n Journal of Transport and Supply Chain Management - The role of national trade logistics in the export trade of African countries - research

Volume 13 Number 1
  • ISSN : 2310-8789
  • E-ISSN: 1995-5235



Background: This article critically examines the role of trade logistics in the exports of African countries. The performance of the trade logistics of African countries was analysed using the World Bank logistics performance index (LPI) and its components. The study was conducted based on the performance statistics of countries around the world in 2016.
Objectives: The aim of this study was to identify African countries’ inefficient trade logistics areas based on LPI components for future improvement; and to investigate the relevance of trade logistics performance of African countries on export values in order to boost the region’s merchandise export share in the global market.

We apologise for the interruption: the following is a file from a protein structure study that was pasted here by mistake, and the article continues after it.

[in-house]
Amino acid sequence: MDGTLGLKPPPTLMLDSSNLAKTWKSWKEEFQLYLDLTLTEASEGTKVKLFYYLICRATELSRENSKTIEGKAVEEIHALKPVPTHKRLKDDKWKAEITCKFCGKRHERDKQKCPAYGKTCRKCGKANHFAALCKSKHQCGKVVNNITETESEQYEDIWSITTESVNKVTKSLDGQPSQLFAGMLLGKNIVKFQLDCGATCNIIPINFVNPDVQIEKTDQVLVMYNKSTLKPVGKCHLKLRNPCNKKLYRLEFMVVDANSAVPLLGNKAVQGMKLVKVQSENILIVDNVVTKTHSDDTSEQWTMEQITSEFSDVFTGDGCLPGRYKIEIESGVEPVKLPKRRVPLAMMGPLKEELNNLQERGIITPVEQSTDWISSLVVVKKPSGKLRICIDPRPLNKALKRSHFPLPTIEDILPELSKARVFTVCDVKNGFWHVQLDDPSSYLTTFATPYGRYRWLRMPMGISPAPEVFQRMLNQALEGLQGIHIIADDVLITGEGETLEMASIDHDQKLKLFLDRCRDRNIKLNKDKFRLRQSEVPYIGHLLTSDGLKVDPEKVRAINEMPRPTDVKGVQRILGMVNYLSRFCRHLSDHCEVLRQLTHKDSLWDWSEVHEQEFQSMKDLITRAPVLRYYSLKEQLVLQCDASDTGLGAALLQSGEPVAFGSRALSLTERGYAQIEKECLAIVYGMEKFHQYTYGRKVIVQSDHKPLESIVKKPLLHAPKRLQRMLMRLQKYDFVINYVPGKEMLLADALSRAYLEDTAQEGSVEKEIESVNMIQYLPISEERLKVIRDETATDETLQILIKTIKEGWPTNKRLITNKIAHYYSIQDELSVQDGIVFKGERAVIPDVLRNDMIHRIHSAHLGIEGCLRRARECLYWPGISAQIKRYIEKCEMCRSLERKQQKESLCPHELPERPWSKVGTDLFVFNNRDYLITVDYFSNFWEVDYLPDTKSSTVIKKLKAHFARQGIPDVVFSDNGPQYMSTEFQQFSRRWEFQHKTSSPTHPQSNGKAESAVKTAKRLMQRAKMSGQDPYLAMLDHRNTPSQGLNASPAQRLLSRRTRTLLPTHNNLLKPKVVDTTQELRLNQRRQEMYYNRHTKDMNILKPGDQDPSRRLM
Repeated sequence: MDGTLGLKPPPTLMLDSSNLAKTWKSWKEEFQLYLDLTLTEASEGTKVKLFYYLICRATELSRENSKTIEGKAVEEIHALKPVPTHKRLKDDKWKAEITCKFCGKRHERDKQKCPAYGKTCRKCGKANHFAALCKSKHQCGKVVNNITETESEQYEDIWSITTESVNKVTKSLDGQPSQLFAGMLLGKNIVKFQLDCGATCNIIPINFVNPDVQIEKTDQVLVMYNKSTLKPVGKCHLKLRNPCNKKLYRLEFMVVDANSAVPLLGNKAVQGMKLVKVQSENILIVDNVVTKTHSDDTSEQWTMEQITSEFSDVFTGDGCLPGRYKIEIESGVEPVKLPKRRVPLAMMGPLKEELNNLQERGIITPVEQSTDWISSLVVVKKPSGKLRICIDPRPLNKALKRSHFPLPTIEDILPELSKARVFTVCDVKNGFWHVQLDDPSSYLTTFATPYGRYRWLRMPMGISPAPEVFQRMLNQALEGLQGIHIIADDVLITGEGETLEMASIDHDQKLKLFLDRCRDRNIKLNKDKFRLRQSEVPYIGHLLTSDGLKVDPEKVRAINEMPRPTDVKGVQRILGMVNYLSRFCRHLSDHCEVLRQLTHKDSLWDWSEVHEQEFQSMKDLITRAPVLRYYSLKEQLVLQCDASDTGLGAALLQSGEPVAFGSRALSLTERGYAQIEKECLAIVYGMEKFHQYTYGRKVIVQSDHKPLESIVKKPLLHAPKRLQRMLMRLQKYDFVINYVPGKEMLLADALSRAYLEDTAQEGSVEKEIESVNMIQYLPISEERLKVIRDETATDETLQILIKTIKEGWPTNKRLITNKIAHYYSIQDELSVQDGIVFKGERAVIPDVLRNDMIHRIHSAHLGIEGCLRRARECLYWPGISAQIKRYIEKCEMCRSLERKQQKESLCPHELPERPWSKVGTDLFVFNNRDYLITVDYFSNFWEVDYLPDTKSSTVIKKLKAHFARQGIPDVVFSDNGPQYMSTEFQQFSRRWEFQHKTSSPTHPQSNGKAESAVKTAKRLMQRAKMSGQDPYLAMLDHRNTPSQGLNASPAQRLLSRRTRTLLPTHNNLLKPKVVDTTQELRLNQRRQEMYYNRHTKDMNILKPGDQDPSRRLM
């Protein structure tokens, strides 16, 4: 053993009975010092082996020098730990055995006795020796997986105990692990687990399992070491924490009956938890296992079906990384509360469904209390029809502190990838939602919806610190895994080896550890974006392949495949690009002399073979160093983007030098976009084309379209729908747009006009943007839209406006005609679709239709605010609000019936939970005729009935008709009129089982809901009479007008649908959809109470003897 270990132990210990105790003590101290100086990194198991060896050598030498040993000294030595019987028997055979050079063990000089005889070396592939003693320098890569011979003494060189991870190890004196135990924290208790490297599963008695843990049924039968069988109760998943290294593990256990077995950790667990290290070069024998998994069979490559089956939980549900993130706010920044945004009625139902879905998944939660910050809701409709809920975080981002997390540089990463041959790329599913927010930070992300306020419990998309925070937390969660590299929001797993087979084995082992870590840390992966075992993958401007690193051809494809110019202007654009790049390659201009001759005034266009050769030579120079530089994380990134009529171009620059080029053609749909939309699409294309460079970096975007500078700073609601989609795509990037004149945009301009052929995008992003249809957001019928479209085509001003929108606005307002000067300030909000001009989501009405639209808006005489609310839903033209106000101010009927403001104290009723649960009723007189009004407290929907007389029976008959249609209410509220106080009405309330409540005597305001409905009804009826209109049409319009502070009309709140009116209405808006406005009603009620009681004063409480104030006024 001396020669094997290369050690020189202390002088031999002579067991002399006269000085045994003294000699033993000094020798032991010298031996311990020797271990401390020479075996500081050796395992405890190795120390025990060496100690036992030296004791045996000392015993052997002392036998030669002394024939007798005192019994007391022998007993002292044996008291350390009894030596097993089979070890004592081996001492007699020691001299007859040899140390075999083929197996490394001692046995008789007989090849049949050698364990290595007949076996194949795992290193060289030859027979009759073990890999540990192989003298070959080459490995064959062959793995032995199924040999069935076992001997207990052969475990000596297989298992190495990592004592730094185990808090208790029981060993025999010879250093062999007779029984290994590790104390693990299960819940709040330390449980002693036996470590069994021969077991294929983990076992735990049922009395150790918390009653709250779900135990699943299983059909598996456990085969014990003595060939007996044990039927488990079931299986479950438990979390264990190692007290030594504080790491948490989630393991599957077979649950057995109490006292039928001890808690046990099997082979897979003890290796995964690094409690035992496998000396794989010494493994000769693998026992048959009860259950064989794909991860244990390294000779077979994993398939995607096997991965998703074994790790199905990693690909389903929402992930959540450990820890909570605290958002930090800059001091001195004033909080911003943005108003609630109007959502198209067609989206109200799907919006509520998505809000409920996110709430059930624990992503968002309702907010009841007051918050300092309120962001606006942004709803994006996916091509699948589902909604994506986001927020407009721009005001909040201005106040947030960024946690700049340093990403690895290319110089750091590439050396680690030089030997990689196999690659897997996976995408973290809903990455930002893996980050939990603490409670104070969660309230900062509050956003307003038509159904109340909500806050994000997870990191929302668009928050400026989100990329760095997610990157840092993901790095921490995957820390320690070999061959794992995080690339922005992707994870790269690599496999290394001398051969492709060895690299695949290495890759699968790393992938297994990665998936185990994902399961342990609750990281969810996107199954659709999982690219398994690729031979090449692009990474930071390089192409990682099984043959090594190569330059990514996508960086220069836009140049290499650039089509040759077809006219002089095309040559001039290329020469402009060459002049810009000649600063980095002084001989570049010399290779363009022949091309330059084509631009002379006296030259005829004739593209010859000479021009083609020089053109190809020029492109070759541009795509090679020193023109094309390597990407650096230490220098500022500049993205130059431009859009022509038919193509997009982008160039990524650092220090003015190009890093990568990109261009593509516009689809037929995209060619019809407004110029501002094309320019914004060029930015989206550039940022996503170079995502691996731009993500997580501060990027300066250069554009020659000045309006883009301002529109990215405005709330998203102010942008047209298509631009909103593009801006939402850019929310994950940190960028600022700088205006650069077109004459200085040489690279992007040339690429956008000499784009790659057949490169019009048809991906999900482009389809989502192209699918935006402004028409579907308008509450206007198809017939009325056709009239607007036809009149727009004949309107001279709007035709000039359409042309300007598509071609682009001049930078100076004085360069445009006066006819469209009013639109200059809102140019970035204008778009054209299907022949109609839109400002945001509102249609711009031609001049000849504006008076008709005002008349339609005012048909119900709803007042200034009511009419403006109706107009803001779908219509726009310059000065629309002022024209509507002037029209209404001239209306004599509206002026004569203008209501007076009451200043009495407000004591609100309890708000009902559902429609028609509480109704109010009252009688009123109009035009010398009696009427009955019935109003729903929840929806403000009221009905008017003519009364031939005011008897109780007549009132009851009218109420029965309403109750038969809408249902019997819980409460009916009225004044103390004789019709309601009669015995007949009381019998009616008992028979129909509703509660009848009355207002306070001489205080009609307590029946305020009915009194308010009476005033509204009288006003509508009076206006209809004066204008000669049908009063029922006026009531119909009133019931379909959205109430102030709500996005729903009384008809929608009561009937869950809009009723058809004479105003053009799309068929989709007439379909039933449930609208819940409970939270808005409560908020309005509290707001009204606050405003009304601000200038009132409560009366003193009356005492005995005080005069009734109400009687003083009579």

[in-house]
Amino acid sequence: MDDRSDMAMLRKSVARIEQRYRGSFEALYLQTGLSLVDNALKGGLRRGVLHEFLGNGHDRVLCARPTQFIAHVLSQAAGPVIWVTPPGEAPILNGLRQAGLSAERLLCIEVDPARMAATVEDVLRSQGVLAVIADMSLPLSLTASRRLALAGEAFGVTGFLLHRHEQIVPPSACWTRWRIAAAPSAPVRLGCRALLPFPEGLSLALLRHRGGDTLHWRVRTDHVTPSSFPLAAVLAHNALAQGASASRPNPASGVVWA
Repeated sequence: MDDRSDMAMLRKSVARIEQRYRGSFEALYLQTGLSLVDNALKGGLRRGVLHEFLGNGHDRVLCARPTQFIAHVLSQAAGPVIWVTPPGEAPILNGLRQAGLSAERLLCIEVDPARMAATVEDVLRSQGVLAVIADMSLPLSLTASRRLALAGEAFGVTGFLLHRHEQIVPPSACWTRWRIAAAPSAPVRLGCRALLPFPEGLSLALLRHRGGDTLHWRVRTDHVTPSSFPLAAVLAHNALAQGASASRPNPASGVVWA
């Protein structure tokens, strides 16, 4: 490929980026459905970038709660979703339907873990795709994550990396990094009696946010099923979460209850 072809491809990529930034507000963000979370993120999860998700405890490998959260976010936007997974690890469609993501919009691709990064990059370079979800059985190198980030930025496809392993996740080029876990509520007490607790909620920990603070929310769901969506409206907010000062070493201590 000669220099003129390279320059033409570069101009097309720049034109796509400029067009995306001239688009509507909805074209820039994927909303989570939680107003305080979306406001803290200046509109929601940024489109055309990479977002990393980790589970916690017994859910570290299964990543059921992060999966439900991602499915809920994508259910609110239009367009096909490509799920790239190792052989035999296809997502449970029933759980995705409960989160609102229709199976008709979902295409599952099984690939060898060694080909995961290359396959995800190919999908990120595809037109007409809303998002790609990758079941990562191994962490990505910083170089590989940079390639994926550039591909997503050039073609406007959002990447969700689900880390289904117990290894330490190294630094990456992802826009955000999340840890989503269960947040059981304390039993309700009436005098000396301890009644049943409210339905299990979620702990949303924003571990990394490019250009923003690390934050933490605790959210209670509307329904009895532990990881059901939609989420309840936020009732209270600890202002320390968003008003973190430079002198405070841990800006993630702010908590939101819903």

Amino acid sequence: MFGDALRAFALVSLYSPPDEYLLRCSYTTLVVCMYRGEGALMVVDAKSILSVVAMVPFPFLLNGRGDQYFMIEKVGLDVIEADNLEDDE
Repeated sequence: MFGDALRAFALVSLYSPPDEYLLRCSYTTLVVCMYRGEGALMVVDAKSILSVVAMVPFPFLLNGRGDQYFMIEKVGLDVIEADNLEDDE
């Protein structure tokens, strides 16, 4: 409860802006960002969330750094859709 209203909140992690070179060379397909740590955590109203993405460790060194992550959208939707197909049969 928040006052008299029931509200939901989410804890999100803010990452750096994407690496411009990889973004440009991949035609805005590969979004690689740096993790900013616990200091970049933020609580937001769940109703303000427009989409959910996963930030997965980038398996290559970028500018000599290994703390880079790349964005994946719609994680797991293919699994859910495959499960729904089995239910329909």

Method: The methodological approach employed in this study is a combination of both descriptive and inferential data analysis. The African countries’ logistics performance in international trade was summarised using LPI median values. The effect of the performance of trade logistics on exports was explored based on a gravity model of international trade. For the estimation, the Heckman selection approach was applied to incorporate zero bilateral trades.
Results: On average, African countries experience the lowest LPI score, particularly in terms of quality of trade and transport-related infrastructure, and customs and border clearance. A successful improvement in these areas would enhance African countries’ supply chain deliveries including on-time delivery, tracking and tracing and international shipments in cross-border transactions.
Conclusion: The evidence from the gravity model estimates of this study suggests that an improvement in any of the LPI components can lead to significant growth in the export of African countries. This could then increase the African merchandise export share in global trade. The gravity model results also show that landlocked countries have lower trade flows than their coastal neighbours.

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